The quality of our future leaders depends upon the experiences we are providing for today’s children and youth. We must take this challenge seriously and create learning environments that engage minds and compel each child to reach his or her potential.
Growing Leaders is more than a program or an organizational plan. Rather it is an attitude – a way of thinking about educating the next generation. It is based upon the premise that in this century everyone will need to function as leaders – in families and communities if not in business and government.
Effective leaders must know how to follow when it is appropriate; they do not use their position to justify feelings of false superiority. Rather than wait until natural leaders begin to emerge, specific skills can be modeled and practiced in age-appropriate settings.
Neuroscience suggests that leadership skills are both innate and learned. As the genetic potential of the brain expresses itself in the environment, competencies and skills emerge which shape the future of an individual. Growing Leaders will help educators use this knowledge to create comprehensive learning environments within which all learners can become competent citizens of the 21st century.
Perception + Attitude = Experience
- Perception of Power
- Attitude of Cooperation
- Experience of Success
The Tools for Your Students fall into three categories: Self Management, Social Interaction, and Academic. The reason I’m writing this book is to suggest that, even in today’s classroom, a teacher can create an environment that allows children . . .
- to see themselves as powerful in the best sense of the word (Perception),
- to learn healthy ways of thinking about themselves and others (Attitude), and
- to develop skills that will serve them well as they grow into competent adults (Experience).
CHAPTER 1: The Perception of Power
If you think you can or you think you can’t, you’re right. Henry Ford
I think I can, I think I can, I think I can … The Little Engine Who Could
The word “power” has gotten a bad rap – and probably rightly so. We don’t have to look far to see people being hurt by others who feel the need to assert their power inappropriately. It’s my belief, however, that the drive to exert power over others comes from a deep sense of powerlessness. When an individual feels no sense of internal power, the need to control others can get totally out of hand.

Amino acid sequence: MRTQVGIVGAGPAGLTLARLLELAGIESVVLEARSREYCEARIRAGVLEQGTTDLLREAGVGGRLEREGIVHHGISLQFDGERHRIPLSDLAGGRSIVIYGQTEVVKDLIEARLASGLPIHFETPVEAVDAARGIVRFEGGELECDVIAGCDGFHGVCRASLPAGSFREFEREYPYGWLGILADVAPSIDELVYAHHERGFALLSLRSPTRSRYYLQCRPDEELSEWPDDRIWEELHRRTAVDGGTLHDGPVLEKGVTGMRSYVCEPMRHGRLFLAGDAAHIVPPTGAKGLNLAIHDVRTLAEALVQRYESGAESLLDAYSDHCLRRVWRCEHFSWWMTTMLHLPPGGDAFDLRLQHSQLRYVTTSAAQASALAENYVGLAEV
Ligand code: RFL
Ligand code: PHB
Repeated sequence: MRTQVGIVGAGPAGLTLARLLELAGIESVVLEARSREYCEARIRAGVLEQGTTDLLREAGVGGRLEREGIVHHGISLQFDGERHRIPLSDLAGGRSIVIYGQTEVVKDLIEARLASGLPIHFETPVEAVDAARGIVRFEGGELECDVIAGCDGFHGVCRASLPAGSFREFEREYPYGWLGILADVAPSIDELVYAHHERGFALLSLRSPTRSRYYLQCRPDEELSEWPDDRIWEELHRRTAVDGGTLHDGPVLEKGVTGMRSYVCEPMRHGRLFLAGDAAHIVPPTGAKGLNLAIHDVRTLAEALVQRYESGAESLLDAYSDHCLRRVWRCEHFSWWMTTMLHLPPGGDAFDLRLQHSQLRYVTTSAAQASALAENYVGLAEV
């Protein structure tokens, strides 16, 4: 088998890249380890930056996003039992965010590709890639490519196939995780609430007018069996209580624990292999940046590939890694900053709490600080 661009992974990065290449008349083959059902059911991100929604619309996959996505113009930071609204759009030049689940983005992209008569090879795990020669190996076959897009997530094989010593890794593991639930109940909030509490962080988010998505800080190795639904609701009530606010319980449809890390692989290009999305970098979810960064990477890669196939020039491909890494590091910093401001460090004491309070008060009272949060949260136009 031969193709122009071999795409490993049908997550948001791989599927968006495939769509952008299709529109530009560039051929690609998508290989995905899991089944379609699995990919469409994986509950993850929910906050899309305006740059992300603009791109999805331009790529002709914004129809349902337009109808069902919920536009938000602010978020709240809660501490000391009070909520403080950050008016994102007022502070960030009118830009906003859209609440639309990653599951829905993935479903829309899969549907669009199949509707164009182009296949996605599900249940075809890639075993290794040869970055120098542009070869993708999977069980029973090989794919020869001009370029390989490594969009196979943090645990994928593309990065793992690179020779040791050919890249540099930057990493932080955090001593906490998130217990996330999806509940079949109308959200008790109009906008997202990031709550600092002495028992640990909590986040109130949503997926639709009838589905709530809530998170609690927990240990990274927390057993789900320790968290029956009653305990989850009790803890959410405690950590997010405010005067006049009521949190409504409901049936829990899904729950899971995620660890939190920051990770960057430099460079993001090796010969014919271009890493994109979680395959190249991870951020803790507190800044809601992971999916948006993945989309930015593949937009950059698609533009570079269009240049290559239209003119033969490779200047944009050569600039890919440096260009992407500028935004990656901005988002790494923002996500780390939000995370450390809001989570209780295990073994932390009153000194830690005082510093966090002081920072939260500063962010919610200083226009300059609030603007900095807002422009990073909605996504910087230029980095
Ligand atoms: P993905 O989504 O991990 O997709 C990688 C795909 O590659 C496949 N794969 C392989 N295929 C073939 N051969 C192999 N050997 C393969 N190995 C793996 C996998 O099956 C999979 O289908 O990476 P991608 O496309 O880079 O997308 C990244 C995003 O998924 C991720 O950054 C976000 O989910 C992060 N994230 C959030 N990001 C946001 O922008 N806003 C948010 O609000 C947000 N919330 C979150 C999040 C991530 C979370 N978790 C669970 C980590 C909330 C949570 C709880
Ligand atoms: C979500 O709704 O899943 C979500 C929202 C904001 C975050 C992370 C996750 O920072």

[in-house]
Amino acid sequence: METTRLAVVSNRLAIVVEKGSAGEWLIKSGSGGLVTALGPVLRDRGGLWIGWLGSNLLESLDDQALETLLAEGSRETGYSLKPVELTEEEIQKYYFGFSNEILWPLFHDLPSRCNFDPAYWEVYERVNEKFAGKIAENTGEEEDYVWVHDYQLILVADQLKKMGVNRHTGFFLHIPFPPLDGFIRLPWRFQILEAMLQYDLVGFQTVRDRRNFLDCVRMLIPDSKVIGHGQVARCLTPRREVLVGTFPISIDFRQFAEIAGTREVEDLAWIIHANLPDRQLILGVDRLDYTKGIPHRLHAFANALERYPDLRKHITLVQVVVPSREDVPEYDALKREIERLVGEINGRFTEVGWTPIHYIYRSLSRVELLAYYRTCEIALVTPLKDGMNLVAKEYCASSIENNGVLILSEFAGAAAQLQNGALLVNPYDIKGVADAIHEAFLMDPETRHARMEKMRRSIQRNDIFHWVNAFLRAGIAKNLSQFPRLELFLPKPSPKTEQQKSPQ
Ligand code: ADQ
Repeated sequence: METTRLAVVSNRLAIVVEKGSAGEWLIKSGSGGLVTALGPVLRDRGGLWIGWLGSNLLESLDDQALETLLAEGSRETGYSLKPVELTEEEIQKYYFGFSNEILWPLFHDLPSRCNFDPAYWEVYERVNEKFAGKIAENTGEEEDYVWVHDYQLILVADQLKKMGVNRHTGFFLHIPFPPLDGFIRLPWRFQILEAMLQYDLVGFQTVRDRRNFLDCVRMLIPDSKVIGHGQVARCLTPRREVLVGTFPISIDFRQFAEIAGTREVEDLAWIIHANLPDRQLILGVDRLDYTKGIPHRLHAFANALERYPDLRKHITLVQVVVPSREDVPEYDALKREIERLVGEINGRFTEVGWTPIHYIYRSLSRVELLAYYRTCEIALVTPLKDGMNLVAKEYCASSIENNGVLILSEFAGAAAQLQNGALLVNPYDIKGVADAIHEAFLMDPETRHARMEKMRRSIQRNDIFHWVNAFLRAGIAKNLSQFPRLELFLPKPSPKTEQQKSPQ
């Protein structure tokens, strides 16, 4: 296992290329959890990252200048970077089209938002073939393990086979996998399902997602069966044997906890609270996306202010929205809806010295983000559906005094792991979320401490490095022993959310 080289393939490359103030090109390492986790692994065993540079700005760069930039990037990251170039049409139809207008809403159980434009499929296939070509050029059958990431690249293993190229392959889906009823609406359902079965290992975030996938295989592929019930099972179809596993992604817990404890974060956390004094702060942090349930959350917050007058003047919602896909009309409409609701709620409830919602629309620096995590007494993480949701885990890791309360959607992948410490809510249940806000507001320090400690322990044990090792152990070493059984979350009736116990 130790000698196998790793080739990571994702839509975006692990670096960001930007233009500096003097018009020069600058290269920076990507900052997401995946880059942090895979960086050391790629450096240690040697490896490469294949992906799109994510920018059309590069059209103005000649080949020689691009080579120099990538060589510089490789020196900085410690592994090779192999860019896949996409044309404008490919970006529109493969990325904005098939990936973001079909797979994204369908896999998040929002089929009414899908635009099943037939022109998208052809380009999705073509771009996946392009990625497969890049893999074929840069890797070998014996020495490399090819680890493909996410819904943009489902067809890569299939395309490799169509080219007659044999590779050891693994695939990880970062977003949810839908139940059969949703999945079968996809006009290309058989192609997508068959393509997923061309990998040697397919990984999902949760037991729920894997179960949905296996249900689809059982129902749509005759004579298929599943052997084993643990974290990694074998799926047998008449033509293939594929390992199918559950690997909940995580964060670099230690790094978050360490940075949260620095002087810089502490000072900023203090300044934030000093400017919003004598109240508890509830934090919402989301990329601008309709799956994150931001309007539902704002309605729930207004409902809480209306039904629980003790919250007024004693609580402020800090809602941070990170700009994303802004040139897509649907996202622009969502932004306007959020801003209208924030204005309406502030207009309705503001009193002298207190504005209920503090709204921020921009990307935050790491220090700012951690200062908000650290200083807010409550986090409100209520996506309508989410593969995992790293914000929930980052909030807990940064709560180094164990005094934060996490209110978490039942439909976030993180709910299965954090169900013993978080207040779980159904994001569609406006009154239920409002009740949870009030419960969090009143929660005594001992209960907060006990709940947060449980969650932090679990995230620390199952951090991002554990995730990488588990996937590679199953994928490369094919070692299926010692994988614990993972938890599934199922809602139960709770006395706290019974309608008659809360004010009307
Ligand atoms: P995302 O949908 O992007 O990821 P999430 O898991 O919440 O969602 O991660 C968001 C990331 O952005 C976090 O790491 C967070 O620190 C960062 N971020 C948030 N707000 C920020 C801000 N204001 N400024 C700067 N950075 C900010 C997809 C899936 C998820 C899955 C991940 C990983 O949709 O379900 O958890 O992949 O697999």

The best place, perhaps, to see that drama in action is on the elementary school playground. Any teacher knows that you don’t have to dig very deep to find that the classroom bully plays the role of the victim somewhere else in his or her life.
The tools in this chapter are designed to help children reflect upon their own thoughts, feelings, and actions in real life situations. As they become more self-aware, they will begin to appreciate their ability to make positive choices that will impact their academic performance, the way they feel about themselves, and how they interact with others.
SELF MANAGEMENT TOOLS:
- The Johari Window
- Capability: Academic Rubrics and Self-Assessment
- Click Here: SAMPLE Tool
- Self Awareness: Personal Rubrics and Self-Assessment Tools
- Safety Self Assessment
- S.T.A.R Problem Solving
CHAPTER 2: The Attitude of Cooperation
We live in a highly competitive society. In fact, at the most basic level, competition is a survival mechanism. “It’s a ‘dog eat dog’ world,” some people would say . . . and unfortunately many children come to school believing that. The phrase “perceived survival” occurs to me when I think of what often goes on in the classroom.
Competition doesn’t need to be taught; cooperation does.
So when a teacher has only so much time in the day, how can this be done? I would suggest that the best use of classroom time is to hold class meetings and focus on establishing an attitude of cooperation from the very first day of school. Many teachers, and, perhaps, most administrators will argue that this will take away from the sacred concept of “time on task.” In my experience, however, taking 30 minutes each morning saves countless hours that would otherwise be spent dealing with discipline problems and social issues.
The tools in this chapter build upon the sense of Autonomy, Capability, and Self Awareness that we worked on in Chapter 1. Once children perceive themselves as valuable members of the group, they are better prepared to appreciate the value in others. Jack Canfield defined self-esteem like this: “Appreciating my own worth and importance and having the character to be accountable for myself and to act responsibly toward others.” The goal is empathy. Bullies and victims will come to see themselves in a more realistic and positive light. Inappropriate competition will diminish as the principles of cooperation established in the class meeting are lived out on a daily basis.
SOCIAL INTERACTION TOOLS:
- Belonging: Character Education
- Connection: Class Meetings
- Cooperation: Project Teams
- (From Committees to Cooperative Learning to Project Teams – Linda Margarian – March 5, 2014)
- (Paul’s “Project Teams” at Hughes)
CHAPTER 3: The Experience of Success
I thought I could, I thought I could, I thought I could … The Little Engine Who Could
(Introduction: Self Esteem)
- Responsibility: Individual Learning Plans
- Empowerment: Portfolios
- Leadership: Student Led Conferences (Introduction in Comment – 9/11/16)